"…I found this book utterly compelling and it generated a huge number of plot bunnies that are currently clamouring to be fed words and, like rabbits of all descriptions, seem to be multiplying no matter what I do…"

Improbable Press is accepting submissions. We want your book pitches. Tell us your idea for a rollicking Sherlock Holmes and John Watson mystery-adventure-romance.
Improbable Press is all about two things: The mysterious adventures and the love of Holmes and Watson. Sherlock and John. Tell us a contemporary tale, a canon tale, something in between, but tell us a rollicking story.
Before you do pitch to us though, read these submission guidelines and note them well. You may have a great idea that doesn't fit our guidelines and in that case your marvelous idea is certainly meant for another publisher. We know what we want and so please study our guidelines and then tell us if you want the same thing—pitch us your book idea!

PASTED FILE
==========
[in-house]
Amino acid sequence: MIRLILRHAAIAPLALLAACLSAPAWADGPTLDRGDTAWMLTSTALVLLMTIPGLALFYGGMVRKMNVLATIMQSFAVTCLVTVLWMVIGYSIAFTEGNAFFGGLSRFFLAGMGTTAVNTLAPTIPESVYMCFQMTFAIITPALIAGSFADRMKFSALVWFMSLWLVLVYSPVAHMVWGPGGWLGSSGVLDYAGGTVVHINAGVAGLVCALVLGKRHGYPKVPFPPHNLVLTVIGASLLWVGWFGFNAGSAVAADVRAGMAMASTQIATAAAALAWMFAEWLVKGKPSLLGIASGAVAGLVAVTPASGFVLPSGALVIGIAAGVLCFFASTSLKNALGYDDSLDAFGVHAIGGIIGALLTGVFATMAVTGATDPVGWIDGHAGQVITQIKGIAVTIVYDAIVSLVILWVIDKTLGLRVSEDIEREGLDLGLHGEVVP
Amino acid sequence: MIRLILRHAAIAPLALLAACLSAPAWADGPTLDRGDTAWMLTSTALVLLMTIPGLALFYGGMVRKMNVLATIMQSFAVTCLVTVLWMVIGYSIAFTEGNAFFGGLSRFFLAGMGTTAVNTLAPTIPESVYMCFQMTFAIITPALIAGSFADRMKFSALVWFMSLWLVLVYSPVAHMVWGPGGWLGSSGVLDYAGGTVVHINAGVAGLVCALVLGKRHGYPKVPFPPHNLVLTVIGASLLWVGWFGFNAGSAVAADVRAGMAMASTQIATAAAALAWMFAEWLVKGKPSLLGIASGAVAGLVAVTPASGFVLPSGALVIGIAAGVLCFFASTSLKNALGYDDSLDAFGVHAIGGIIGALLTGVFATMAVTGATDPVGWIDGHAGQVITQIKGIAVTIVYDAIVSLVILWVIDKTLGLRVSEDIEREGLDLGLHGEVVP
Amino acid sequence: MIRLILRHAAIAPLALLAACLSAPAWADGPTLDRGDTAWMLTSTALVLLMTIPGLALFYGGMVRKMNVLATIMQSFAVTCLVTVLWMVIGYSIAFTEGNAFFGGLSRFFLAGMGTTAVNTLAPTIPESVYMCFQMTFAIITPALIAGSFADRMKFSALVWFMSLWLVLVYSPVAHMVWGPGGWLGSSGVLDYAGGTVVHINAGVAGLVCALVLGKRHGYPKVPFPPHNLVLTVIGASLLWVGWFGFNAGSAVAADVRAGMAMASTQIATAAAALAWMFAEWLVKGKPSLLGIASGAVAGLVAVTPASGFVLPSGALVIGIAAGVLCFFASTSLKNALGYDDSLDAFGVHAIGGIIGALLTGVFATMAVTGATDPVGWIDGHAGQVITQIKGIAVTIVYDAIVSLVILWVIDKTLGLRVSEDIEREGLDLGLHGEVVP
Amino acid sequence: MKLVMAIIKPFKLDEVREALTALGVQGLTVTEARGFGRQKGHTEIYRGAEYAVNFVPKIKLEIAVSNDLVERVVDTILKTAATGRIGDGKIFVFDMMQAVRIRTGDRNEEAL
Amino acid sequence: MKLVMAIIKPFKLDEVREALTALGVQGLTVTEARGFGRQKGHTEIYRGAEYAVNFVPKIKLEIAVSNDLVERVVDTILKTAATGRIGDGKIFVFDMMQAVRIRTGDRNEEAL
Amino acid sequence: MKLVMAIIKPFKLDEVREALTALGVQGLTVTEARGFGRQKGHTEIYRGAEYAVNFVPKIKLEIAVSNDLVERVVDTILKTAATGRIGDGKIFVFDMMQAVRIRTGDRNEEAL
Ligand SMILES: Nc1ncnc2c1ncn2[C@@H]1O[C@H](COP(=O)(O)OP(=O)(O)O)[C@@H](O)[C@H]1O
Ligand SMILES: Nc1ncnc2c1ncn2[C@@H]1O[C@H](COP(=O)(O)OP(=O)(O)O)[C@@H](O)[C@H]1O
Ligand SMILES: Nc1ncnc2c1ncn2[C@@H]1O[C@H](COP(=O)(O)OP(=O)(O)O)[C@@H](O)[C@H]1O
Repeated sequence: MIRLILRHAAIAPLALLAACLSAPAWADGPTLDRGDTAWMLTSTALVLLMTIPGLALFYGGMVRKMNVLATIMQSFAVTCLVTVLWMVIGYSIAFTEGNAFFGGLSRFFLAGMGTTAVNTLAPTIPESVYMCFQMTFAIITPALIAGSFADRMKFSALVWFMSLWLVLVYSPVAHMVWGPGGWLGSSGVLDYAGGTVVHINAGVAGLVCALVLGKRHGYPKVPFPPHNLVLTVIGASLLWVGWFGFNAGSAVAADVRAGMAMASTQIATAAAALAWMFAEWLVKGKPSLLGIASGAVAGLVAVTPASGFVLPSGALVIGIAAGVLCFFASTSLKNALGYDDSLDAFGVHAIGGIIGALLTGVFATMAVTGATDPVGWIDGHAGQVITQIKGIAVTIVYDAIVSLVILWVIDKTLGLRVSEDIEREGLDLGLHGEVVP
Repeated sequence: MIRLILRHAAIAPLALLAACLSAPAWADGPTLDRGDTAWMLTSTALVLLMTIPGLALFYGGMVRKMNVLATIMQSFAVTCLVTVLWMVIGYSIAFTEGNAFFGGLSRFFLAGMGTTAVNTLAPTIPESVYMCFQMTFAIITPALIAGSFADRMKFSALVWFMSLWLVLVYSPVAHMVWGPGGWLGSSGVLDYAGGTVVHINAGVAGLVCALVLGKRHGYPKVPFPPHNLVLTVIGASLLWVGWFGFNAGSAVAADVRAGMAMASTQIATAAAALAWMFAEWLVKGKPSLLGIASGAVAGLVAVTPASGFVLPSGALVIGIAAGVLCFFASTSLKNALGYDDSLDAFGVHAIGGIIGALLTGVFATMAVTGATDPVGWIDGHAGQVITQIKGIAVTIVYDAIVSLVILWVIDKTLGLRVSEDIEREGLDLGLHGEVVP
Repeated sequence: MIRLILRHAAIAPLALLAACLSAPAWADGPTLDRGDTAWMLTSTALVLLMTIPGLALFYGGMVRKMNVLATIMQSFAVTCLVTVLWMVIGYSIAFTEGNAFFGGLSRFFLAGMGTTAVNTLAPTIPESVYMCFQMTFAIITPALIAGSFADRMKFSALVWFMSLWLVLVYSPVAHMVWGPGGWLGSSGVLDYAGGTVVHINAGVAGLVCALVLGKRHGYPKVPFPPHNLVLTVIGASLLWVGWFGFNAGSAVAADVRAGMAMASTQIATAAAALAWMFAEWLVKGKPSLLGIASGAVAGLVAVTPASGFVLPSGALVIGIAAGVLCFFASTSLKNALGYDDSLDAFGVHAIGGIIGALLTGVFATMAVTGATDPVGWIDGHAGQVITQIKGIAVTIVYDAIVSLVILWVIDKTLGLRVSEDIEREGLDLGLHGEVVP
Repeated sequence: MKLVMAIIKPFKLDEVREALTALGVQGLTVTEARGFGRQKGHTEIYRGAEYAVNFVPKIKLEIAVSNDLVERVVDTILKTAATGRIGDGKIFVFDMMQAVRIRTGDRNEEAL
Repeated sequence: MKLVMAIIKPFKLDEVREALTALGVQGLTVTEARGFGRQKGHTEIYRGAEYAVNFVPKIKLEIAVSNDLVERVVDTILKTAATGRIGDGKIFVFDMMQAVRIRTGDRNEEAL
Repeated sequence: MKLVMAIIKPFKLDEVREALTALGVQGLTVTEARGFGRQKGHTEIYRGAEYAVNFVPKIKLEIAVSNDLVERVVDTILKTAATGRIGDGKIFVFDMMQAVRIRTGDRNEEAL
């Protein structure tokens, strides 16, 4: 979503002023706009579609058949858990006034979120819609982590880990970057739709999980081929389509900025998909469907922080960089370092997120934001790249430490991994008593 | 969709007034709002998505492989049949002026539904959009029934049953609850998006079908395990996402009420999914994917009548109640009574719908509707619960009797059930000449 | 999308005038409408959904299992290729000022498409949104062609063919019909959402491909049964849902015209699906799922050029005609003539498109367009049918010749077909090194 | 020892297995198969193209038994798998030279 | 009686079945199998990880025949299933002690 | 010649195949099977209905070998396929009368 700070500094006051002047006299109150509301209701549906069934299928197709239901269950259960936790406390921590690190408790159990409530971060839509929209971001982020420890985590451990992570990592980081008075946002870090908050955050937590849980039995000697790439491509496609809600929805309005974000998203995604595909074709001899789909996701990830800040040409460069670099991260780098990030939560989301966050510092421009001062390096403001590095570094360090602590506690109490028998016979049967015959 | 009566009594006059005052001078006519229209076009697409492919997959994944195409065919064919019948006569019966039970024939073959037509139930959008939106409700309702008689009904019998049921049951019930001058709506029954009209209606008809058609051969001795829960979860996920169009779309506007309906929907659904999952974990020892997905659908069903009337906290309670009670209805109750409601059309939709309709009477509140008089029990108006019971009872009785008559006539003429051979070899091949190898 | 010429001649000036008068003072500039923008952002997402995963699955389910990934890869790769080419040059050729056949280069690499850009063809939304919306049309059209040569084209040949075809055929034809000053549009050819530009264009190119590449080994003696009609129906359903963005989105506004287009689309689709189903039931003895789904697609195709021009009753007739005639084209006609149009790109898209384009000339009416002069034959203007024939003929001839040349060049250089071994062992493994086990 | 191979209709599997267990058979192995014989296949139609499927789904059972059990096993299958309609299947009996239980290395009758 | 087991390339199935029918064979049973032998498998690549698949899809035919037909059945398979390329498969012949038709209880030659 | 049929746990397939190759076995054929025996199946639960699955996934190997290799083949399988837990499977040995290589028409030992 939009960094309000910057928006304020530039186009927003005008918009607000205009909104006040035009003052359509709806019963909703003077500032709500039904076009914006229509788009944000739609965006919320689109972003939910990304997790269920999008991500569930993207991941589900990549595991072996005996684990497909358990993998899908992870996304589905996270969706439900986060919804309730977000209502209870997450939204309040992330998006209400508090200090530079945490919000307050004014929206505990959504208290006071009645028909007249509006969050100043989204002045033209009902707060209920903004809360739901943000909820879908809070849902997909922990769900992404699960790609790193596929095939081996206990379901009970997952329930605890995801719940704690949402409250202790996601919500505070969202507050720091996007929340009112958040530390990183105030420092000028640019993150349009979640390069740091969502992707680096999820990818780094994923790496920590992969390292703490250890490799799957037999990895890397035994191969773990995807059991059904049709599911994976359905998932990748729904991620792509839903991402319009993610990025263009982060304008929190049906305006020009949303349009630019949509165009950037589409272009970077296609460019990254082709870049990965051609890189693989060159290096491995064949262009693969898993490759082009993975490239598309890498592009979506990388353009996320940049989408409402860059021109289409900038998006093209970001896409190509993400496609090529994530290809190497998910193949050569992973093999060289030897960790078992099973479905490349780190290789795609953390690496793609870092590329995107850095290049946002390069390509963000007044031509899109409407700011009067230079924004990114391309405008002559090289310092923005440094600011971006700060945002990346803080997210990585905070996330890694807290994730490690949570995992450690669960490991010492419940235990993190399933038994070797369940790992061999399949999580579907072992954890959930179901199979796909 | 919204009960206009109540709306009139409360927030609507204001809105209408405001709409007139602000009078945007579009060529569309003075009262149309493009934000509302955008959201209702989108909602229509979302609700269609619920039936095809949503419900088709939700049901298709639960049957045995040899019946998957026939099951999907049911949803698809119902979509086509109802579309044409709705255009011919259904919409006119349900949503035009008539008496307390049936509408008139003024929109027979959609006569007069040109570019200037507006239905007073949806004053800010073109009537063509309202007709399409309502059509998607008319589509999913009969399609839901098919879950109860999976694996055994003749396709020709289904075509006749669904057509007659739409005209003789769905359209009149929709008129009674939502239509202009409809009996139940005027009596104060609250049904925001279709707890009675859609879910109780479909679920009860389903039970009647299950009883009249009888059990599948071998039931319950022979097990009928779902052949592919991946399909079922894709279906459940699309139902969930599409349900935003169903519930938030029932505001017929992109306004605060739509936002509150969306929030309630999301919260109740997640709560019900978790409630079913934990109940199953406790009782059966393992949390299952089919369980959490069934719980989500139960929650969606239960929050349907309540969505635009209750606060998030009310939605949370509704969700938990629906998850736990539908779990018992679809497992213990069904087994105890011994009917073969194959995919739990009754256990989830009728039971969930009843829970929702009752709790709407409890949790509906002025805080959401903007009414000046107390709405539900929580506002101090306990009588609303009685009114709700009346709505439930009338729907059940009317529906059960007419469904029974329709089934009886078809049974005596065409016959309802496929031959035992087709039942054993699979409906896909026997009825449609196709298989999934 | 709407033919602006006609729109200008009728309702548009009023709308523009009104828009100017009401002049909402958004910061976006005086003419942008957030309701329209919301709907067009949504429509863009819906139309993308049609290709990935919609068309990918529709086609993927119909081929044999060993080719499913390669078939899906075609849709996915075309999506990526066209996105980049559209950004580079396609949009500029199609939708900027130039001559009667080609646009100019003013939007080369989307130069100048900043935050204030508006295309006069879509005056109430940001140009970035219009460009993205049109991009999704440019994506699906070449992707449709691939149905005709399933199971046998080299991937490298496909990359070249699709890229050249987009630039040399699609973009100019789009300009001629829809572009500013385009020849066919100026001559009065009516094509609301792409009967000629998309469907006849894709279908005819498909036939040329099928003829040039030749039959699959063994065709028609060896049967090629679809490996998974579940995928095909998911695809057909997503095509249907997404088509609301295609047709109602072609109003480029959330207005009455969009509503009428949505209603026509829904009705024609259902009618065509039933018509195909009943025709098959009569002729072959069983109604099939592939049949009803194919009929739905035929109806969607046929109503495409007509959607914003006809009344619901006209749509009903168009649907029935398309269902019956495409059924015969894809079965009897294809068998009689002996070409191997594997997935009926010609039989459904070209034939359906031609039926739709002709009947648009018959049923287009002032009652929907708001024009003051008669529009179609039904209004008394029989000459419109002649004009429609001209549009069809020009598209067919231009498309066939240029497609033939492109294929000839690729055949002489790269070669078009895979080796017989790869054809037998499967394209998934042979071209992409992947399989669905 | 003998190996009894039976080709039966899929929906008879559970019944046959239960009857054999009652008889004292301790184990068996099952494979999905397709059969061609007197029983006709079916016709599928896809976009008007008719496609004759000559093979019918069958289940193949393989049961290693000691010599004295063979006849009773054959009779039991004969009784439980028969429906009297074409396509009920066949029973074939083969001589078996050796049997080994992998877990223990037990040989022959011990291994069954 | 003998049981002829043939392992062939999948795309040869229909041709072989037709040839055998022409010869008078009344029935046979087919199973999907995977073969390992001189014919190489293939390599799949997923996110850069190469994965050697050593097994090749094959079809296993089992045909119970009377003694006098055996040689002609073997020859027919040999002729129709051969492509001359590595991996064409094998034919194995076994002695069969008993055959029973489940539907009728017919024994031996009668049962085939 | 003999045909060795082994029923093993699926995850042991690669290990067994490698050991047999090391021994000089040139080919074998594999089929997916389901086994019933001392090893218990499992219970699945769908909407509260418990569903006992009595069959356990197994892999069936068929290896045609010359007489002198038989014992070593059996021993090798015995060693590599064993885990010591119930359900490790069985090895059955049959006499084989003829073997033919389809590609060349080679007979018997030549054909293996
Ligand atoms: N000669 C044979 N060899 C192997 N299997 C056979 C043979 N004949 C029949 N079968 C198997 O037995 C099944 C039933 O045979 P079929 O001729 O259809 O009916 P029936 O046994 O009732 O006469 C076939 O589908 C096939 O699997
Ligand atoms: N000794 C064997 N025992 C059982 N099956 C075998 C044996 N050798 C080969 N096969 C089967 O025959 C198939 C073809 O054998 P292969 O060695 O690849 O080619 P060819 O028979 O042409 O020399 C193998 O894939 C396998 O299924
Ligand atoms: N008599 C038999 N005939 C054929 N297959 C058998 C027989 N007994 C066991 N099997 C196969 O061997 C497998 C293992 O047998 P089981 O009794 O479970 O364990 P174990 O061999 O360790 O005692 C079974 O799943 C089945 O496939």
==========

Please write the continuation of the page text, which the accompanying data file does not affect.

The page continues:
In each issue of Spark we plan on stories, articles, interviews, reviews, shouty things and we want you to be part of this. Email us interesting studies, news, and other things you think will help dreamers do and Sherlockian writers write. And remember to subscribe to Spark.
Oxytocin and crown images courtesy of Wikimedia Commons.
Copyright © 2017 Improbable Press, All rights reserved.

Want to change how you receive these emails?
You can update your preferences or unsubscribe from this list

Email Marketing Powered by Mailchimp